Friday, December 11, 2015

Fairy Tale Retellings: Are We Getting Tired of the Same Old Stories?

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Fairy tale retellings are insanely popular. From Marissa Meyer's Lunar Chronicle series to Alex Flinn's Beastly, fairy tales are being revamped, remodeled, and retold to better suit today's readers. But one has to wonder: Are we getting tired of all of these retellings?

Fairy tale retellings appeal to many adults because they remind us of stories we encountered in childhood (thanks, Disney). However, when it comes to exploring the "whys" behind our attraction to fairy tales, opinions vary widely .

Some scholars and authors like Phillip Pullman (author of His Dark Materials) believe our attraction to fairy tales lies in the simplistic nature of such stories. On the other hand, scholars like Jack Zipes in Why Fairy Tales Stick, believe fairy tales appeal to us on genetic, linguistic, and evolutionary levels. 

My opinion aligns closely with that of Bustle writer JR Thorpe, who states the following in her article "12 Contemporary Adult Fairy Tale Books For Grown Women:" 
[P]erhaps we love [fairy tales] because they're all about shifting: prince to pauper, straw to gold . . . Adulthood is, on my very crude estimate, 97.5 percent change. If fairytales can help us deal, then we need as many of them as possible.
While I don't love every adaptation that comes out, there are some really great "modernized"/revamped fairy tales out there. And, as Thorpe alludes to, fairy tales were the perfect stories for us as children because they provided guidance in the form of metaphors and allegories (i.e. messages we had to figure out and that stayed with us because of the nature of the telling). As adults, many of us still need some form of guidance. What better method of obtaining that guidance than by reading amplified versions of the stories that helped us understand the world as children?

Whether we love fairy tale retellings because of some inner desire to relive our childhoods or because, well, our darn brains just can't help it, one has to admit: the allure of modern, revamped fairy tales can be tempting.

Take Marissa Meyer's young adult series, The Lunar Chronicles, for instance.


While The Lunar Chronicles has its own overarching plot involving magic, political intrigue, and a war between the rulers of the Earth and the moon, we also see a futuristic adaptation of beloved tales like Cinderella, Red Riding Hood, and Rapunzel.

Meyer structures the series around such tales, with each book focusing on and being told from the Point of View (POV) of each respective heroine. For example, the first book – entitled Cinder – is told from the POV of Cinder, the cyborg stepchild of an evil woman who, because of oddly "old world" laws, has permanent legal ownership of her part human/part machine stepdaughter. Which fairy tale does this remind you of, already?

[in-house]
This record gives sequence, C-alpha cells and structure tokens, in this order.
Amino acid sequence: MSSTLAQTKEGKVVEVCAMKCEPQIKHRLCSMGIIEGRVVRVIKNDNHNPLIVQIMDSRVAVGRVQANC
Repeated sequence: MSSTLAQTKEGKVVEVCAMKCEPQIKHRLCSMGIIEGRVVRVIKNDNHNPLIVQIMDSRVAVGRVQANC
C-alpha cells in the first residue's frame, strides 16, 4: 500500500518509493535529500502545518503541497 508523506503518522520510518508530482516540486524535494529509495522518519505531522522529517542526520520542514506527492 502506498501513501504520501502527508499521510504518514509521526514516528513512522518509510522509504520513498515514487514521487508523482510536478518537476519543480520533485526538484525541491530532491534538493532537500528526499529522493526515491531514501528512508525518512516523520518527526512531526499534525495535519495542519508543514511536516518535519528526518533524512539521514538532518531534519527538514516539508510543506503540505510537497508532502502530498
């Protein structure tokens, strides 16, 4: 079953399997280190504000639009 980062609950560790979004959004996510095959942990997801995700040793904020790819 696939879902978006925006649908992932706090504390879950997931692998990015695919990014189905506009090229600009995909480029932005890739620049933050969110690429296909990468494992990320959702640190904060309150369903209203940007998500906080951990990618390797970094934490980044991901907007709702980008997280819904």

While I haven't torn through the most recent books, I am in love with the concept behind the series and would most heartily recommend it to anyone looking for a good dystopian/scifi/fairy tale read.
Here is a list of the books in the series:


While many fairy tale retellings like The Lunar Chronicles are primarily marketed to young adults, some authors have spiced up the fairy tale world with "adults only" versions.

Fairy tale adaptations written for adults explore the "grey areas" of life, from relationships to inner turmoil to sexual attraction. One of the most "adult" fairy tale adaptations has to be Anne Rice's erotica series, The Sleeping Beauty Quartet.


Throughout the course of the four novels comprising The Sleeping Beauty Quartet, Rice takes the general framework of the classic fairy tale and incorporates erotic elements like sexual exploration and BDSM. Unlike the childhood version, Rice's Beauty is awoken by penetration, not a kiss. The Prince then takes Beauty back to his kingdom as a sex slave to learn the "pleasure arts." Throughout the series, Beauty has both forced sexual encounters and encounters of her own choosing.

If you aren't bored or sick of the fairy tale genre, a slew of other retellings/adaptations are out there. Below are a few that recommend because I have read them/have them on my own reading list for 2016:

Wicked by Gregory Maguire


The Rose and the Beast: Fairy Tales Retold by Francesca Lia Block


Beauty by Robin McKinley


I Shall Wear Midnight by Terry Pratchett


I also strongly recommend this book of modern fairy tales by author Micah Dean Hicks: Electricity and Other Dreams. Read my review of it here.


Interested in the history and study of fairy tales? Check out this brief Wall Street Journal article surveying several scholarly texts, or look at the list below for books on the subject:
Fairy Tales: A New History by Ruth B. Bottigheimer

What are your thoughts on fairy tale retellings? Are you getting sick of the adaptations, or are you thrilled that authors keep finding ways to make your childhood favorites fresh and interesting again?
Tell us in the comments below!

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